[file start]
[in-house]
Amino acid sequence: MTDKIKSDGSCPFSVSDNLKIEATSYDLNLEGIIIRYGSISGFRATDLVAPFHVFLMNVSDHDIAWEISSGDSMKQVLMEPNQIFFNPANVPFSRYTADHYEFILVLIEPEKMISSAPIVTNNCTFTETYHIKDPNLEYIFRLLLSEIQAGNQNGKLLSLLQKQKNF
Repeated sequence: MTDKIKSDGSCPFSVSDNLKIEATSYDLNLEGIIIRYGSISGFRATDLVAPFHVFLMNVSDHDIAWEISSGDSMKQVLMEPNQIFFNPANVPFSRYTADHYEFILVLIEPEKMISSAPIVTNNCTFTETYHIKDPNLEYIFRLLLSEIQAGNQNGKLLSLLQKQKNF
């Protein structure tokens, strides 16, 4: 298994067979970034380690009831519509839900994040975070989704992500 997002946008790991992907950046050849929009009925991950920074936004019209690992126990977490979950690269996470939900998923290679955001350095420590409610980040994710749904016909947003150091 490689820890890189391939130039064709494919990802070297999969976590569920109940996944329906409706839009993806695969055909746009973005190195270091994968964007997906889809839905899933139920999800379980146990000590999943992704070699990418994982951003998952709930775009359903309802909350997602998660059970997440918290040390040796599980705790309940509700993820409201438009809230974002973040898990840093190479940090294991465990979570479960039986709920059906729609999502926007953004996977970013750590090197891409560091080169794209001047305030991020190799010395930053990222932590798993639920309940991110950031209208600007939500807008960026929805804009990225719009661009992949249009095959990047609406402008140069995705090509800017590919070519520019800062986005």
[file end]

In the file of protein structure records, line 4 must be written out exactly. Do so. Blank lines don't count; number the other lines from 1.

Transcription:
């Protein structure tokens, strides 16, 4: 298994067979970034380690009831519509839900994040975070989704992500 997002946008790991992907950046050849929009009925991950920074936004019209690992126990977490979950690269996470939900998923290679955001350095420590409610980040994710749904016909947003150091 490689820890890189391939130039064709494919990802070297999969976590569920109940996944329906409706839009993806695969055909746009973005190195270091994968964007997906889809839905899933139920999800379980146990000590999943992704070699990418994982951003998952709930775009359903309802909350997602998660059970997440918290040390040796599980705790309940509700993820409201438009809230974002973040898990840093190479940090294991465990979570479960039986709920059906729609999502926007953004996977970013750590090197891409560091080169794209001047305030991020190799010395930053990222932590798993639920309940991110950031209208600007939500807008960026929805804009990225719009661009992949249009095959990047609406402008140069995705090509800017590919070519520019800062986005």